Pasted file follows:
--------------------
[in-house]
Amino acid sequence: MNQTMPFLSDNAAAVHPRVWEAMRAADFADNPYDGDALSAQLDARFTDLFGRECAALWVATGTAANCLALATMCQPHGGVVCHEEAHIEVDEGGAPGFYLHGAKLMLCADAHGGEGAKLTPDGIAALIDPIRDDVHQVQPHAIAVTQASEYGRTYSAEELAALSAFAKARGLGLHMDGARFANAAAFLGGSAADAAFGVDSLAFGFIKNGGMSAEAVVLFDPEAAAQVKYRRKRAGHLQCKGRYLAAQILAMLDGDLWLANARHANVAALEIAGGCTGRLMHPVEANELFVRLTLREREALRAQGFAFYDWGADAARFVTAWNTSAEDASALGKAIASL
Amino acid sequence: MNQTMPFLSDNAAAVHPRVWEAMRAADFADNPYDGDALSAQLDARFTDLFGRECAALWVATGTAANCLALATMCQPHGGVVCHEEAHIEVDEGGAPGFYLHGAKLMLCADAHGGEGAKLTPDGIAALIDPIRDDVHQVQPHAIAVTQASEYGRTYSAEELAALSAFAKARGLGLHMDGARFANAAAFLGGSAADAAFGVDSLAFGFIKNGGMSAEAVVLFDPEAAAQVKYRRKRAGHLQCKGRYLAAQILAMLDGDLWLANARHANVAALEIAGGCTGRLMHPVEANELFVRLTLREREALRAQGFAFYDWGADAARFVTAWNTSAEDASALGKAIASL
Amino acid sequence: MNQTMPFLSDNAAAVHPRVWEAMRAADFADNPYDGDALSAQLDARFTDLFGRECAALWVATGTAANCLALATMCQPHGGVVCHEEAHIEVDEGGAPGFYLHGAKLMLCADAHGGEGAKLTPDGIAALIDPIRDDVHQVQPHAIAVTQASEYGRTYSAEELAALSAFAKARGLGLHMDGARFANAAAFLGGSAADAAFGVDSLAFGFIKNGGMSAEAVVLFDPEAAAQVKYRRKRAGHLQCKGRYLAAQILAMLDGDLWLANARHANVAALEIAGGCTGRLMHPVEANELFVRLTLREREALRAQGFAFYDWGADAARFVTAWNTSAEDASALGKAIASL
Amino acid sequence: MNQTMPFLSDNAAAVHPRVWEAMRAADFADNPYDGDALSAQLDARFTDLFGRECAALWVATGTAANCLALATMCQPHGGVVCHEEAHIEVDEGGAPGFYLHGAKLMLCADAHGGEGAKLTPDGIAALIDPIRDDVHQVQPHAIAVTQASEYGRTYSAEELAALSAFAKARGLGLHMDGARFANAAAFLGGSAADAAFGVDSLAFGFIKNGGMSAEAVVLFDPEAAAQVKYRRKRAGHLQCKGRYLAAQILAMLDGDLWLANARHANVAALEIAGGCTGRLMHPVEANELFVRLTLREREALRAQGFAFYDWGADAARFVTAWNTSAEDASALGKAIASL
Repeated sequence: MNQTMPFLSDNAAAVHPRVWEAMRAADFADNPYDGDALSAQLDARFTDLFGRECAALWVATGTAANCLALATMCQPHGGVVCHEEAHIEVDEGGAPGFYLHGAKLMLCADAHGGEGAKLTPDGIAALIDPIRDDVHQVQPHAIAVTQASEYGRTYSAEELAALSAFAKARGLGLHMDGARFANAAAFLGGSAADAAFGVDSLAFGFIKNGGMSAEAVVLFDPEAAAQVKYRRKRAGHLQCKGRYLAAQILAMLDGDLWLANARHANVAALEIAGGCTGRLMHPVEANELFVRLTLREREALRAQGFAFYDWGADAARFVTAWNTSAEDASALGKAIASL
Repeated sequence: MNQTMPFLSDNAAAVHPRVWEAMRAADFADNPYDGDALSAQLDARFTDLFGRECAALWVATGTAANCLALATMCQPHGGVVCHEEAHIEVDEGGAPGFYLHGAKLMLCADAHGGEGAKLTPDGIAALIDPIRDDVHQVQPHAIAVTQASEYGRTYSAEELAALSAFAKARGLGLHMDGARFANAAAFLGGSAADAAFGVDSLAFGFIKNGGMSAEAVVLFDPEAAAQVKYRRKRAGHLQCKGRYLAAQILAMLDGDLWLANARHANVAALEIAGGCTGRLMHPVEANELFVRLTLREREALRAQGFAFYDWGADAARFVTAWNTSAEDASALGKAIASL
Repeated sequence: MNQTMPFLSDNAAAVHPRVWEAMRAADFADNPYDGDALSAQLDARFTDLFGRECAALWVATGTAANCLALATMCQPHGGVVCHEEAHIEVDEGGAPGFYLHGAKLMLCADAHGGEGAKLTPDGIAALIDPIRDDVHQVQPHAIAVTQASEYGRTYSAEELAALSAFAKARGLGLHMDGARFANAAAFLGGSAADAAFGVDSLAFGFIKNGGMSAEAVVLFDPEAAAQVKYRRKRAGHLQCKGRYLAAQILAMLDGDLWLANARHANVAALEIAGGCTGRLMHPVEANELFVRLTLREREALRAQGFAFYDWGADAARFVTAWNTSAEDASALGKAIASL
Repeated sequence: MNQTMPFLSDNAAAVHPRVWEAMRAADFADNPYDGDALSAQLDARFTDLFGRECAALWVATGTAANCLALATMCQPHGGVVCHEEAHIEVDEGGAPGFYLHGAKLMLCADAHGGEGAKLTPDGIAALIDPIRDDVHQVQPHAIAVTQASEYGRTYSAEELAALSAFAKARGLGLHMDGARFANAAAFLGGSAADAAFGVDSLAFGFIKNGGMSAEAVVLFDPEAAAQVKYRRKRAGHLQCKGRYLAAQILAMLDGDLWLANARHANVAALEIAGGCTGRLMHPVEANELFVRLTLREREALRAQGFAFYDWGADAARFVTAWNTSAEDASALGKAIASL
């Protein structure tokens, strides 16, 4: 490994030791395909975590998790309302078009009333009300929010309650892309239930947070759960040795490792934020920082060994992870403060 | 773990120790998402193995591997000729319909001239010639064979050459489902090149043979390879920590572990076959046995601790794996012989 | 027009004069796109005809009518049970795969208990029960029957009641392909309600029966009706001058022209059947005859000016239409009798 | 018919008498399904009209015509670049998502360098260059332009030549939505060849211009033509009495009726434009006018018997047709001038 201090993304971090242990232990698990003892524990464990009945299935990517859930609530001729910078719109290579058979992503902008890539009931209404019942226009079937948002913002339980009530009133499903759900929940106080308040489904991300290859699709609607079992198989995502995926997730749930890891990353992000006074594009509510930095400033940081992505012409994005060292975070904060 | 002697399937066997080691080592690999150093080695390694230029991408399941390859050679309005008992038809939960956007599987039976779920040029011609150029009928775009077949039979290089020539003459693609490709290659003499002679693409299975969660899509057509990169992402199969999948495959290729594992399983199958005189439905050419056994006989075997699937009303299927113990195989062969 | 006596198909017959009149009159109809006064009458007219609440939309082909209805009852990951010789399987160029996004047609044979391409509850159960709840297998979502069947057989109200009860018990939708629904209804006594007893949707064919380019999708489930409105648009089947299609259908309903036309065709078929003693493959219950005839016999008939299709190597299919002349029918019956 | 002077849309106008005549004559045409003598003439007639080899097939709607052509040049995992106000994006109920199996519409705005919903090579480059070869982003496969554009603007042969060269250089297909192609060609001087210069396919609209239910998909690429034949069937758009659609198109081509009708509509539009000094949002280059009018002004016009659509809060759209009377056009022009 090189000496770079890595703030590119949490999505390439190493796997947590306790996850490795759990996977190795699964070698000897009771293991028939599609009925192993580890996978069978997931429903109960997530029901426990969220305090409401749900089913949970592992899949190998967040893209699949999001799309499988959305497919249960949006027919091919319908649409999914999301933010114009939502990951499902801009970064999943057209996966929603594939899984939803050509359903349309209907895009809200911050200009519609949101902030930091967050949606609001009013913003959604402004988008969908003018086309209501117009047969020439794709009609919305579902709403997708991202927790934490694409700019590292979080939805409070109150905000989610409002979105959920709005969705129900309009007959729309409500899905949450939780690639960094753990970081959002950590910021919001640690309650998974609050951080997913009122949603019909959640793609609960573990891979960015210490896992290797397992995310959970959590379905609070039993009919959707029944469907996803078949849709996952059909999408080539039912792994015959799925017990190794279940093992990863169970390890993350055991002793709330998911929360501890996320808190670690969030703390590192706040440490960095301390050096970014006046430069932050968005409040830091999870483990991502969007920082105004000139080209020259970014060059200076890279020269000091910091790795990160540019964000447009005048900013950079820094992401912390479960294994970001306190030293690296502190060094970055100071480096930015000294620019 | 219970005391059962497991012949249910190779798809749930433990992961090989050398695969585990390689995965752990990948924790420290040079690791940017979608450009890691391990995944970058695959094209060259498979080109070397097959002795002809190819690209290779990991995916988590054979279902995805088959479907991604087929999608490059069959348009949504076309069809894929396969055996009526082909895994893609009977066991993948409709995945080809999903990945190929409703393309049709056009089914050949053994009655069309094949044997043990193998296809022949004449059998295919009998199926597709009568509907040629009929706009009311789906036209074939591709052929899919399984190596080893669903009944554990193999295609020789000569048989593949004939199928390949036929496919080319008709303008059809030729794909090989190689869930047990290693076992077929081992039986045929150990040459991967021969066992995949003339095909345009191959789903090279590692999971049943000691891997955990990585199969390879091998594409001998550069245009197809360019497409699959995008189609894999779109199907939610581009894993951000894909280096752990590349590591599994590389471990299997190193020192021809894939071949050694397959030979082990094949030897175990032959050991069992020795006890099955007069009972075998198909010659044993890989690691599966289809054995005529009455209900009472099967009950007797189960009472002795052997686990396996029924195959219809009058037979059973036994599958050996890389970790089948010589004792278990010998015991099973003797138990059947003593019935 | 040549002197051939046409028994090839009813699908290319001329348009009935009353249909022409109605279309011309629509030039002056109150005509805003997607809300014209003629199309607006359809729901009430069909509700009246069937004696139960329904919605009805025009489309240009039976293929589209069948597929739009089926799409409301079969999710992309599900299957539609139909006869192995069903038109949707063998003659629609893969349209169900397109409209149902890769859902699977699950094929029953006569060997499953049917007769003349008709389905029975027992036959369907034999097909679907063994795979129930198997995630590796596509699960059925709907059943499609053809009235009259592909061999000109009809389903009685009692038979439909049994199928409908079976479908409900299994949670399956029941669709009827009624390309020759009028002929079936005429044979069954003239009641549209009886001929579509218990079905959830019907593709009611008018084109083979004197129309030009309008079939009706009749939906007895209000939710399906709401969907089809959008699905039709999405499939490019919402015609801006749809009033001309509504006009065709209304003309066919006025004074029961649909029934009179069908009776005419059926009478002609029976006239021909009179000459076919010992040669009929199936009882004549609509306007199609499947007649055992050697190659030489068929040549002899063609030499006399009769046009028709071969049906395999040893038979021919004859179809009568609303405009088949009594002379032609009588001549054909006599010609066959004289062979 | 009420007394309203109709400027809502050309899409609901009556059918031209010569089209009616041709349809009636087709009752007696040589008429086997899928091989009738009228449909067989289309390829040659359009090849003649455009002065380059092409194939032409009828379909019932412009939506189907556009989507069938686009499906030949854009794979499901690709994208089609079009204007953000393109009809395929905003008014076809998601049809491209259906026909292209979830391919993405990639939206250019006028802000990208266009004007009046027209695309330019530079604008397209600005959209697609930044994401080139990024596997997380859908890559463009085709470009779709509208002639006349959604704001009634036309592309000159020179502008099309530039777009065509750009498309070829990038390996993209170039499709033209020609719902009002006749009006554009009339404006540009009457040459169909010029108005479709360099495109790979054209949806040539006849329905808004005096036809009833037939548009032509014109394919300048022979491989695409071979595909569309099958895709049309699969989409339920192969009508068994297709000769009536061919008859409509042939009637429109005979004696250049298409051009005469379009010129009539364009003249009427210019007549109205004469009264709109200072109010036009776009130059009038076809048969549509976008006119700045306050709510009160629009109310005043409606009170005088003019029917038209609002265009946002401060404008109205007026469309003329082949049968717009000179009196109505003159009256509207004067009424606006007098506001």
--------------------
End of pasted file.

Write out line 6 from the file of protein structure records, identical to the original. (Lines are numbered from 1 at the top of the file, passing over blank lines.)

Repeated sequence: MNQTMPFLSDNAAAVHPRVWEAMRAADFADNPYDGDALSAQLDARFTDLFGRECAALWVATGTAANCLALATMCQPHGGVVCHEEAHIEVDEGGAPGFYLHGAKLMLCADAHGGEGAKLTPDGIAALIDPIRDDVHQVQPHAIAVTQASEYGRTYSAEELAALSAFAKARGLGLHMDGARFANAAAFLGGSAADAAFGVDSLAFGFIKNGGMSAEAVVLFDPEAAAQVKYRRKRAGHLQCKGRYLAAQILAMLDGDLWLANARHANVAALEIAGGCTGRLMHPVEANELFVRLTLREREALRAQGFAFYDWGADAARFVTAWNTSAEDASALGKAIASL